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How to Write a Resume that Gets the Interview

Want your resume to get attention? Then you need to write something that will separate yours from the pack. Alison Green, a management consultant who spent years as a manager of a non-profit organization, has seen thousands of resumes and knows what makes one stand out. The author of two books, How To Get a Job: Secrets of a Hiring Manager and Managing to Change the World: The Nonprofit Leader's Guide to Getting Results, she also blogs at Ask A Manager.

Alison and I chose to review this resume from a BNET reader (all identifying details were removed). It illustrates some of the common mistakes hiring managers see--a boring and unnecessary objective section, extremely perfunctory descriptions of work experience and the absence of details that would show us what kind of employee this person is. Overall, there's nothing about this resume that stands out -- nothing that shows us this person did exceptional work, nothing that makes us excited to talk to the candidate.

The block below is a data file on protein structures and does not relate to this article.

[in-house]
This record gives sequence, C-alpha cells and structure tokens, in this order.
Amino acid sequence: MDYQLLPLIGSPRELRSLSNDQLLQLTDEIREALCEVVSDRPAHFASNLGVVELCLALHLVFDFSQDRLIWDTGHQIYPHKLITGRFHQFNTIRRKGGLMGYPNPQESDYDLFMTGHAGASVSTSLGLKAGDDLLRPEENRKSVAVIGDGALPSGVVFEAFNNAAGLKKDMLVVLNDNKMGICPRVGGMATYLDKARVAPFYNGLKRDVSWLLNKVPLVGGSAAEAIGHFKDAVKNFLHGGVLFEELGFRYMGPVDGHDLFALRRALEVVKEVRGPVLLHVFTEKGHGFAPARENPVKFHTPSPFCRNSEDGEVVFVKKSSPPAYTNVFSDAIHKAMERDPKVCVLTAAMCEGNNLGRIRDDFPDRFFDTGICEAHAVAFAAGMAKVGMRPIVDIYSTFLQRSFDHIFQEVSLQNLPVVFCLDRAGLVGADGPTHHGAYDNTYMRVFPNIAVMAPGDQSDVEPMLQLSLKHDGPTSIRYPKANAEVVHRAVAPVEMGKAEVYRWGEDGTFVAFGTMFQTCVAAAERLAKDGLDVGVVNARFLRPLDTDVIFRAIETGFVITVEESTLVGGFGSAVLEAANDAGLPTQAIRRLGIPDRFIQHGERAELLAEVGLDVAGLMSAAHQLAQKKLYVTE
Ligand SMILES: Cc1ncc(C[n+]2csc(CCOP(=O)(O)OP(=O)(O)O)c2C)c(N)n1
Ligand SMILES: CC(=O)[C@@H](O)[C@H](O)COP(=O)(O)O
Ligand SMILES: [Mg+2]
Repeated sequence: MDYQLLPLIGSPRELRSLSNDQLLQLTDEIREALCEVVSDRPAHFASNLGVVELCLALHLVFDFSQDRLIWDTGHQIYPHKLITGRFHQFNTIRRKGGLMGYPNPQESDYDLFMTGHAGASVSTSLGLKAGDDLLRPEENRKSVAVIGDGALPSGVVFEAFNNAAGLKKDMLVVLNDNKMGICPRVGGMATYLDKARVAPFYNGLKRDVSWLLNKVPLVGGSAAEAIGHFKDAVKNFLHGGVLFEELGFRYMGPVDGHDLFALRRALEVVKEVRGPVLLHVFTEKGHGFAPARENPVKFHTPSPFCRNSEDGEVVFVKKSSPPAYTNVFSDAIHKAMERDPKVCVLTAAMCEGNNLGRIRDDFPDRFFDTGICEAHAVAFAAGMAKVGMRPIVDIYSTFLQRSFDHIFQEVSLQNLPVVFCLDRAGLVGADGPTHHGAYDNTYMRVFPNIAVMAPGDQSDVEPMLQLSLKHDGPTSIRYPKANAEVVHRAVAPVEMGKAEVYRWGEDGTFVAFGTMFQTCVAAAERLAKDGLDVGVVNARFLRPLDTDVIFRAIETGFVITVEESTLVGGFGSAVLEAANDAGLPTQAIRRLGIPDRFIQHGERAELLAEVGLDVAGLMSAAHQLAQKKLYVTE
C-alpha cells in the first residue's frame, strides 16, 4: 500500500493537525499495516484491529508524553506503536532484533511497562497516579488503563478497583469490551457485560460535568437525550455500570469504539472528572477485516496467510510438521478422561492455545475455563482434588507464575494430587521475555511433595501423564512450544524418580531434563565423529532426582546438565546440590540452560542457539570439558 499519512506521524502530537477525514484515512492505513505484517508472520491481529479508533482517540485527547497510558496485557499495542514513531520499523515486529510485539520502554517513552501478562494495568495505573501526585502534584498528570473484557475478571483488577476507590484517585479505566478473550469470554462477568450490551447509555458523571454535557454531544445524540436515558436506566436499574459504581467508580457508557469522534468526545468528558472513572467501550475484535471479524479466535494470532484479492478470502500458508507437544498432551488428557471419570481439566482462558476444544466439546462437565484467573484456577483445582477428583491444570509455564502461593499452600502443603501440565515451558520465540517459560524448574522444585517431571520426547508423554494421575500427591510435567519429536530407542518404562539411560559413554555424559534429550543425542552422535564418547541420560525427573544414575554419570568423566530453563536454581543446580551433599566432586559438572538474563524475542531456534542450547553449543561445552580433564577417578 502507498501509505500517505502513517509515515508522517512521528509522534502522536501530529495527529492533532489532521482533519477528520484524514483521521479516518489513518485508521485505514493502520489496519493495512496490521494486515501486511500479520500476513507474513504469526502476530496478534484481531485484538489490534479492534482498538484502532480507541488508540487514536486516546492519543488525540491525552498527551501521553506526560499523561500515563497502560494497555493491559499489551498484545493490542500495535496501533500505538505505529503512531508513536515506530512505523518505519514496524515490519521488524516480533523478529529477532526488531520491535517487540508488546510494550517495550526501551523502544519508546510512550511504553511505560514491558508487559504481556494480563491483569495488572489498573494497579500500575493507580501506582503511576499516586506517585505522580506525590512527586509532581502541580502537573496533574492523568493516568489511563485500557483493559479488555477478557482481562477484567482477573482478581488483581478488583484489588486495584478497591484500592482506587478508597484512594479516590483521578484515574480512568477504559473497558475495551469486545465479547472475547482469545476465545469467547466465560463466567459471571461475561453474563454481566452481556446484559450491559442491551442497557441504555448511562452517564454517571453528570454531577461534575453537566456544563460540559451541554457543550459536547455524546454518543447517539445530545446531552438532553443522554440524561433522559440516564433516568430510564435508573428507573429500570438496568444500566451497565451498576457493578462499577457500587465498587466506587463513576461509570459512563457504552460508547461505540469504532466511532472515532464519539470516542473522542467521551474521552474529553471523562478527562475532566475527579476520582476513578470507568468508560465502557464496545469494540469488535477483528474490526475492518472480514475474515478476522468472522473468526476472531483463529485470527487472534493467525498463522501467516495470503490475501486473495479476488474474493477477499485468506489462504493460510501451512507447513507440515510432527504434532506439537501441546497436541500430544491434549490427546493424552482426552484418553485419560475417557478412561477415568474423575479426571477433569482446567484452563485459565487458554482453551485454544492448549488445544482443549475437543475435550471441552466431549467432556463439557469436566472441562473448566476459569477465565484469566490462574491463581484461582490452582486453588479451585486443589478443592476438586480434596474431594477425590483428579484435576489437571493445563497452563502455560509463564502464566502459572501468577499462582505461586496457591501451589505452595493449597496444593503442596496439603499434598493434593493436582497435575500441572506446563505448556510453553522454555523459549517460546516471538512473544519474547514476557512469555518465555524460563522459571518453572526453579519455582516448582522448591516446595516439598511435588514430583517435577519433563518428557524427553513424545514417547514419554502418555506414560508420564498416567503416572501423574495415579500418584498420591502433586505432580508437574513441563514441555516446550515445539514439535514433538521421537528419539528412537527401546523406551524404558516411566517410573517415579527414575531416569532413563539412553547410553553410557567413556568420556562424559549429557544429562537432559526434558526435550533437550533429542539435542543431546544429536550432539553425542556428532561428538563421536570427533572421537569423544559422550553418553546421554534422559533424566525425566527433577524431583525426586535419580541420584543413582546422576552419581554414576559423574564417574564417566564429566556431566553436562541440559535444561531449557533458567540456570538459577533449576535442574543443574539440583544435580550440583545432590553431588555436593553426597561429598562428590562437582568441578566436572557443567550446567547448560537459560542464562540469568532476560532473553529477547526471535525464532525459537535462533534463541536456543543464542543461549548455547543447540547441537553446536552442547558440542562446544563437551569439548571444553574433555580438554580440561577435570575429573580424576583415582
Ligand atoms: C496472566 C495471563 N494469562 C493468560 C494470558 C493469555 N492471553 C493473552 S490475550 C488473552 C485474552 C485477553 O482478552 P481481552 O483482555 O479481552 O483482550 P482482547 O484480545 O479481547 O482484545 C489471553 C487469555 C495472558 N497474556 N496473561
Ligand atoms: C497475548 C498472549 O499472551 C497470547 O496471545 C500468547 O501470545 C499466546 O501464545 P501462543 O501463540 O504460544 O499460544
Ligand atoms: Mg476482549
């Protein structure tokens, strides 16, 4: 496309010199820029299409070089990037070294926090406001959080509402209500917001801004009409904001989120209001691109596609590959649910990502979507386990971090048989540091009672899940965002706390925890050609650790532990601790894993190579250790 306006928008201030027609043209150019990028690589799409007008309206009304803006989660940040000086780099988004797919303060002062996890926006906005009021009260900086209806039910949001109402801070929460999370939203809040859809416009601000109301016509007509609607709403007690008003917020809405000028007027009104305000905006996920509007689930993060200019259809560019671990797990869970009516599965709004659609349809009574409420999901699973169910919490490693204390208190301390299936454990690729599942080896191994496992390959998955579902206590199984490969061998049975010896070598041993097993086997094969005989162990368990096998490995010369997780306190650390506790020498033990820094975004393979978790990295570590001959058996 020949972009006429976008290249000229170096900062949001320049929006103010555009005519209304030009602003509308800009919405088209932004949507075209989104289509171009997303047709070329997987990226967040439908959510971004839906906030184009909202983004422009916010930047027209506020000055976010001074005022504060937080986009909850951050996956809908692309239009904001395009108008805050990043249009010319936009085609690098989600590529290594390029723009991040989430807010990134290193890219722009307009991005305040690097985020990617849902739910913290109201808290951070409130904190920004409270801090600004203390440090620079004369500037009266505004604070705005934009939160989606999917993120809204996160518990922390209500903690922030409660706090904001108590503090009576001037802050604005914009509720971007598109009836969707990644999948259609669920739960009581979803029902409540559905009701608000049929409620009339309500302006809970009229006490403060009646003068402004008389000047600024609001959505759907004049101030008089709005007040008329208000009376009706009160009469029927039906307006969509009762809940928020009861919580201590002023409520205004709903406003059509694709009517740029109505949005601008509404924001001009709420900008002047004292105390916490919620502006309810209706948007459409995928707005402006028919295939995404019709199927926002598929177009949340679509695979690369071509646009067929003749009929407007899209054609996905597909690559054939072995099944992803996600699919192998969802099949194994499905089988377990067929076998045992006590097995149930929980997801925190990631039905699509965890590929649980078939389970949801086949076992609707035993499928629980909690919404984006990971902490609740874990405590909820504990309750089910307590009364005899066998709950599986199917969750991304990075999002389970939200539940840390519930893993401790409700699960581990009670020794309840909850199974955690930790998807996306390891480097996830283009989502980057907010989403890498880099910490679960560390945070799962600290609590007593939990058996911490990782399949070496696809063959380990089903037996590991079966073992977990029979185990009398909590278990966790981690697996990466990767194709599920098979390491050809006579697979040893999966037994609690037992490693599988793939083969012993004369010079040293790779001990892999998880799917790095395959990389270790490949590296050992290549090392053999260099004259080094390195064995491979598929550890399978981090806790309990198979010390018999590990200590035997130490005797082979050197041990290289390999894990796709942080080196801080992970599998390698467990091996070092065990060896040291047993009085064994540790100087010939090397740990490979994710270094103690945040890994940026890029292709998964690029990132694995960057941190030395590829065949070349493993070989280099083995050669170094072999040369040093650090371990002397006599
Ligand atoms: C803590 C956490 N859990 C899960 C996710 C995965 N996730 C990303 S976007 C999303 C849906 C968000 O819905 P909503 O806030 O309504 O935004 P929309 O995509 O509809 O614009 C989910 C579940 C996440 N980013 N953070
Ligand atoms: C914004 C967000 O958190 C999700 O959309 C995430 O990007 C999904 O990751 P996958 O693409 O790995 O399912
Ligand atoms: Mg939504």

We want to be clear that we're not saying this BNET reader actually did a mediocre job -- for all we know, she was the best employee her previous employer ever had. But nothing about this resume conveys that.

Roll your mouse over the resume to learn what is great and what could be done better.

In the near future, I'll be reviewing a cover letter. If you'd like your cover letter to be considered please send an email to with the phrase "Cover Letter" in the subject line. Unfortunately, I won't be able to review all of them, but maybe yours will get picked. Please remove identifying information.

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Photo by J Wynia, flickr cc 2.0